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As for good news, the new passports developed by the State Department are “more secure than older versions,” making it less likely the documents will be used fraudulently in their life span.

“State has taken a number of measures to ensure the security and quality of passports and visas, including establishing internal control standards … and initiating new visa policies and procedures,” says the GAO, although the congressional investigative arm cautions that additional measures are needed in the passport-issuance process to minimize risk.

The bad news is that the older versions of passports that have been fraudulently used in the past — “valid until 2011, of which there are more than 20 million in circulation” — remain vulnerable to alteration by such means as photo substitution.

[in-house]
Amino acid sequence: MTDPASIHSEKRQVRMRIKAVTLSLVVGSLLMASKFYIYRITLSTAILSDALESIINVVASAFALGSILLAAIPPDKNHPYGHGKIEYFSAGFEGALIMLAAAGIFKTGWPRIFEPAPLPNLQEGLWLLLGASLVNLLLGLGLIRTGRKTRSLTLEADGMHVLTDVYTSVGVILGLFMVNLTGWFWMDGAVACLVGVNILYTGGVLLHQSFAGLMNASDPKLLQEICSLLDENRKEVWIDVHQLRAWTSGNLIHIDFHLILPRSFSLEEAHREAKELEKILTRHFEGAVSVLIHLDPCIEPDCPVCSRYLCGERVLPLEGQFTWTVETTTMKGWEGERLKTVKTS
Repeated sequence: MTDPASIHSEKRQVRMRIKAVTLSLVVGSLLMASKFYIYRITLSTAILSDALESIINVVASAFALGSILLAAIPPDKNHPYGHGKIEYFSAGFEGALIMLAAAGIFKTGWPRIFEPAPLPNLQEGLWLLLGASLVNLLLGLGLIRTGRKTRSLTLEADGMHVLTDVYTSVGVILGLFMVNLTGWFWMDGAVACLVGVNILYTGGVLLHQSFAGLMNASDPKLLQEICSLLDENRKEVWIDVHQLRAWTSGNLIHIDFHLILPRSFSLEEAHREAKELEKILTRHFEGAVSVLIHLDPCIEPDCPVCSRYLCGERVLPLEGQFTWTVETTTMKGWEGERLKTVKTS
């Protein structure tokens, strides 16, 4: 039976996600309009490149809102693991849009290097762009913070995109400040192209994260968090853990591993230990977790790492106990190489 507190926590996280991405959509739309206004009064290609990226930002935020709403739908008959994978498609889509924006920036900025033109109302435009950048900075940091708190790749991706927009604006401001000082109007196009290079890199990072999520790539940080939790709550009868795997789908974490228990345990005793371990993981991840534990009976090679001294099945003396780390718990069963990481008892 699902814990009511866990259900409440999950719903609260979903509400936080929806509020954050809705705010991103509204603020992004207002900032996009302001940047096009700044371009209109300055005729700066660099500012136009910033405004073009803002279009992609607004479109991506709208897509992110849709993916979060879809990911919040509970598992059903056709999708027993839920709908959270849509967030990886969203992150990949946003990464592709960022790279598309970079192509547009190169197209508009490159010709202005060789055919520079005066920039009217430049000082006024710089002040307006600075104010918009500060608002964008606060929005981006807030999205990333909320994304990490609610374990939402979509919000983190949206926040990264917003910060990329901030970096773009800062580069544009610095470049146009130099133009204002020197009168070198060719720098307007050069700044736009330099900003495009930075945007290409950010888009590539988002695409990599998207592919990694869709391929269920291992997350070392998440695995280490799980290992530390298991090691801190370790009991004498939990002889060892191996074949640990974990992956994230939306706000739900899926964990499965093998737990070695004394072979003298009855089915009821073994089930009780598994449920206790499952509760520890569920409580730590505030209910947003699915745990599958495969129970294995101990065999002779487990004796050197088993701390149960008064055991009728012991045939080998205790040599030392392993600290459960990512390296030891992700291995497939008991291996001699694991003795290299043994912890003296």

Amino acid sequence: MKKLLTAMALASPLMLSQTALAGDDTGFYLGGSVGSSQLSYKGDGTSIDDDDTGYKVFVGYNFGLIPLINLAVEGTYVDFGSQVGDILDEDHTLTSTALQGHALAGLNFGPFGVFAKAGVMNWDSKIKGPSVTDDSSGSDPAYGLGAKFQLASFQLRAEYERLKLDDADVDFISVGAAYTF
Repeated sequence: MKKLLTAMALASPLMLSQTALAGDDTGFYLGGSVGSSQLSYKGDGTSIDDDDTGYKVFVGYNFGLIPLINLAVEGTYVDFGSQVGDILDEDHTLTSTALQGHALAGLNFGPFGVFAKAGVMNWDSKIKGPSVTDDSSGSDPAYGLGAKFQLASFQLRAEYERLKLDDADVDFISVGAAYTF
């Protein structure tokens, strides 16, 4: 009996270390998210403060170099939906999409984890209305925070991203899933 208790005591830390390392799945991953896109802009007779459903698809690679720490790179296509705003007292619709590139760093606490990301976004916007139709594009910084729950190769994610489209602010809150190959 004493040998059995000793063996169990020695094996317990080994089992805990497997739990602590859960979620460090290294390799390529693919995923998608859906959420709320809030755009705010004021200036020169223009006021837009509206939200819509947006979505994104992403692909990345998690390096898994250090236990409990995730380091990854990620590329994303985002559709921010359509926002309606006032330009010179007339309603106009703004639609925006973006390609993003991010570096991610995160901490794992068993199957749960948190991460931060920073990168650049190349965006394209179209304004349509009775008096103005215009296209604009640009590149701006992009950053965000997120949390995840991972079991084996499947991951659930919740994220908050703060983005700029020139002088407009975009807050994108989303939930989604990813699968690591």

It’s been worse

With all the concern surrounding the increase in terrorism around the world, it so happens this has not been the bloodiest decade for the United States as far as successful “terrorist” hits on U.S. ambassadors and diplomats, albeit the ring of security around the officials is markedly improved.

State Department records reveal that five U.S. ambassadors have been killed by terrorists, the last attack nearly 30 years ago. The five victims:

c AmbassadorJohn Gordon Mein, in Guatemala, on Aug. 28, 1968

c AmbassadorCleo A. NoelJr., in Sudan, on March 1, 1973

c Ambassador Rodger P. Davies, in Cyprus, on Aug. 19, 1974

c Ambassador Francis E. MeloyJr., in Lebanon, on June 16, 1976

c AmbassadorAdolph Dubs, Afghanistan, on Feb. 14, 1979.

c John McCaslin can be reached at 202/636-3284 or jmccaslin@washingtontimes.com.

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